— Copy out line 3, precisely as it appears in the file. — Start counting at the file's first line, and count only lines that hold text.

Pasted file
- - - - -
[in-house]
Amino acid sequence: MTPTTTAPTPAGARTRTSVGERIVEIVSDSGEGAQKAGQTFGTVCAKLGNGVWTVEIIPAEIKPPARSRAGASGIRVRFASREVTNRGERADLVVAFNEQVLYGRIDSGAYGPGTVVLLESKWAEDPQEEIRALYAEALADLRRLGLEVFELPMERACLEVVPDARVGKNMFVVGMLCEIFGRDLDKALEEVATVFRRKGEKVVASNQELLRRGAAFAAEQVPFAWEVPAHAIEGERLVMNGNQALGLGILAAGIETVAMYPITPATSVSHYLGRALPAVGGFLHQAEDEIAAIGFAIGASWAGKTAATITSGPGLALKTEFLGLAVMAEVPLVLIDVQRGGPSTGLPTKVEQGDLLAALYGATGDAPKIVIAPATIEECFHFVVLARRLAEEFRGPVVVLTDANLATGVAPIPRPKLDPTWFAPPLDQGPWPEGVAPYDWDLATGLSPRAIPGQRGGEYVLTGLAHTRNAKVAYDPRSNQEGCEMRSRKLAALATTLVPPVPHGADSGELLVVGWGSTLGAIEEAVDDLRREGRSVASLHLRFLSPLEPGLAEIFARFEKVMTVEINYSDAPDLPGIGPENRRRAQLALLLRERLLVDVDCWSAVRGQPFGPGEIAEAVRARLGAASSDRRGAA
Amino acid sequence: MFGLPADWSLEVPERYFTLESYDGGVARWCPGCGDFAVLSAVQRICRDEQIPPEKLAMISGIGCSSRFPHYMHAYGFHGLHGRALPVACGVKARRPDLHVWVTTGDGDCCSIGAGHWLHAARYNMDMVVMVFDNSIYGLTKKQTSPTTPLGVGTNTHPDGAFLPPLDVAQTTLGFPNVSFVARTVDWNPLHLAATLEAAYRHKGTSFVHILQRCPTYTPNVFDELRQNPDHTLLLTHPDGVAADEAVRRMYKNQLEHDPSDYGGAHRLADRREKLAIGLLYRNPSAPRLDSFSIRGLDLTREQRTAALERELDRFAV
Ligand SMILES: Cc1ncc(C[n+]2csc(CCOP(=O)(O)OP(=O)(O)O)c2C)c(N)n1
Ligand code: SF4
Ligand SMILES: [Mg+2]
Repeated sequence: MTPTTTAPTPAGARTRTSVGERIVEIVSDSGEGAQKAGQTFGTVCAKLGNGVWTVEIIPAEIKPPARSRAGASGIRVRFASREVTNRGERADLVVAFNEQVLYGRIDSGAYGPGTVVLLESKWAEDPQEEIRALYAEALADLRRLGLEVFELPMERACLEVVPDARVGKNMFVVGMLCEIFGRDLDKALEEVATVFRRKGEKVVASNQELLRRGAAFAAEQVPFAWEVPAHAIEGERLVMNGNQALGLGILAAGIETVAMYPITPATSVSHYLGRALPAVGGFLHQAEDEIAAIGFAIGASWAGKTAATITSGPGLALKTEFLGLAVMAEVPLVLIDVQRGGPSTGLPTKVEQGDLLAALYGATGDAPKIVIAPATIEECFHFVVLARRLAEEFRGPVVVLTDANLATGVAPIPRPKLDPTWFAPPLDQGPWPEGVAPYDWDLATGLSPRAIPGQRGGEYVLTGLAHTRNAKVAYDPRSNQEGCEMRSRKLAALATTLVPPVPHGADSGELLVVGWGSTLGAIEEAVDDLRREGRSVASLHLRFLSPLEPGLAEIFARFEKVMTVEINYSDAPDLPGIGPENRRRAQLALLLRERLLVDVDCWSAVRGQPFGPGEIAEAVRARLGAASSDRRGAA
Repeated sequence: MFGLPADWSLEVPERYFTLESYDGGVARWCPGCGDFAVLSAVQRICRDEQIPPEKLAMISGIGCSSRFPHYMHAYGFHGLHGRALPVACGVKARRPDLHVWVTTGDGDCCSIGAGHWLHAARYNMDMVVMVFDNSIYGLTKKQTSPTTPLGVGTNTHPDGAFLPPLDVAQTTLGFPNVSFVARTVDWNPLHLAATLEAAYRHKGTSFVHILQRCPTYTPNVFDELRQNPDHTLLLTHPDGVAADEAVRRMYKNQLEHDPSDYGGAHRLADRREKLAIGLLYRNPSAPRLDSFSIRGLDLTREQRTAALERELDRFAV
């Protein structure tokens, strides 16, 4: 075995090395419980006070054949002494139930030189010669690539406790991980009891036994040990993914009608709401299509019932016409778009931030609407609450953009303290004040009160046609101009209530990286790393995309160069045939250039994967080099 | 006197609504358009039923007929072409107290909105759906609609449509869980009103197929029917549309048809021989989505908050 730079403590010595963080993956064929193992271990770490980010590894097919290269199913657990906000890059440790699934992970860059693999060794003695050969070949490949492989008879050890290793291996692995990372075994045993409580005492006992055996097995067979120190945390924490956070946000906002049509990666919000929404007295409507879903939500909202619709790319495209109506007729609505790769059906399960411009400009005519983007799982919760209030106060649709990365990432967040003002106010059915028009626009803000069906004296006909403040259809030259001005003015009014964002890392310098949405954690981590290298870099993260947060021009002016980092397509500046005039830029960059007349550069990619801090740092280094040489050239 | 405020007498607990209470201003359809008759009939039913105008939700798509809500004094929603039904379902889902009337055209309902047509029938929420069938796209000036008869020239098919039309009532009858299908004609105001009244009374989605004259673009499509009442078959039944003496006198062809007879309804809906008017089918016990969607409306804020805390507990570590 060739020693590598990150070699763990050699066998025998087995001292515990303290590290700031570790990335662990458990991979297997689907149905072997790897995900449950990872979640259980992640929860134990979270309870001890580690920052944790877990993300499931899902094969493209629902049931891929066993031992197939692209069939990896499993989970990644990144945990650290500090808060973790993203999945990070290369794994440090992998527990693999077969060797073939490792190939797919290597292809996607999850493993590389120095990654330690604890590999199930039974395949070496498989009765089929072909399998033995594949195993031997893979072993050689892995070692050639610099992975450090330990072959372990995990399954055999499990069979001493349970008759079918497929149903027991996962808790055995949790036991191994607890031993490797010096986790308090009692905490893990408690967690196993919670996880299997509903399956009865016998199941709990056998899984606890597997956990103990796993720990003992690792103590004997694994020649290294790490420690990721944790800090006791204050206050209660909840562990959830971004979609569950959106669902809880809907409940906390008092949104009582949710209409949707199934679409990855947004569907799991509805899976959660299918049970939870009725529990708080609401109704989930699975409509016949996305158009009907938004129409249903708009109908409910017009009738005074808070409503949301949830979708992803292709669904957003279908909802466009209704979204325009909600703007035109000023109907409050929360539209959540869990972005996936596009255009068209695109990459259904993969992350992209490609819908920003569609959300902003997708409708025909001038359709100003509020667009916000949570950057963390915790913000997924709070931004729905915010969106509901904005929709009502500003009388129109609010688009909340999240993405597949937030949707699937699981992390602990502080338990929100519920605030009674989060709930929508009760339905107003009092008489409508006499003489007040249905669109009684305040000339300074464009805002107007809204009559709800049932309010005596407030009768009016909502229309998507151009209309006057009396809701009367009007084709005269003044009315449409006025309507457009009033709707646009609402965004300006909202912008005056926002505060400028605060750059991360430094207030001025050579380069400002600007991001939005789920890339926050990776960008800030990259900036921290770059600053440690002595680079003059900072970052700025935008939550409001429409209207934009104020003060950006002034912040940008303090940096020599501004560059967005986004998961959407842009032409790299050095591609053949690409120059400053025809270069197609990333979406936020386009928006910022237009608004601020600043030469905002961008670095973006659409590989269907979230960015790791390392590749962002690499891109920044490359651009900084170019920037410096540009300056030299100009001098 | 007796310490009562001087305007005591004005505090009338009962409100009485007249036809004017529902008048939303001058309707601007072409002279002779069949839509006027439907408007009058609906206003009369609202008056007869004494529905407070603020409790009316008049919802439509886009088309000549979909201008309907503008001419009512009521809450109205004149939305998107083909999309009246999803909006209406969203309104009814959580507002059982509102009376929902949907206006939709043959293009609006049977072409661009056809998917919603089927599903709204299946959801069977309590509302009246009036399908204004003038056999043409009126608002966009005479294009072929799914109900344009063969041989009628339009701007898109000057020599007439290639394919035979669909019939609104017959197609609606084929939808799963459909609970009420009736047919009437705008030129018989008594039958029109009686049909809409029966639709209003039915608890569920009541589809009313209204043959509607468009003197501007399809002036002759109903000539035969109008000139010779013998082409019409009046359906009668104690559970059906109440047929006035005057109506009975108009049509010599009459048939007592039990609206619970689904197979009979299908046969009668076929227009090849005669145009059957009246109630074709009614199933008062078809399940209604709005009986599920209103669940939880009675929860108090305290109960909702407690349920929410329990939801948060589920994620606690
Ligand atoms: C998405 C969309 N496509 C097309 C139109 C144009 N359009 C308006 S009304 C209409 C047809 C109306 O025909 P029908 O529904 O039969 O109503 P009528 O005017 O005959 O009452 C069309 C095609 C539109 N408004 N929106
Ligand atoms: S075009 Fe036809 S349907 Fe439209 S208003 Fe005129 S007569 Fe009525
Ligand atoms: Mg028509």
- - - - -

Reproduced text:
Amino acid sequence: MFGLPADWSLEVPERYFTLESYDGGVARWCPGCGDFAVLSAVQRICRDEQIPPEKLAMISGIGCSSRFPHYMHAYGFHGLHGRALPVACGVKARRPDLHVWVTTGDGDCCSIGAGHWLHAARYNMDMVVMVFDNSIYGLTKKQTSPTTPLGVGTNTHPDGAFLPPLDVAQTTLGFPNVSFVARTVDWNPLHLAATLEAAYRHKGTSFVHILQRCPTYTPNVFDELRQNPDHTLLLTHPDGVAADEAVRRMYKNQLEHDPSDYGGAHRLADRREKLAIGLLYRNPSAPRLDSFSIRGLDLTREQRTAALERELDRFAV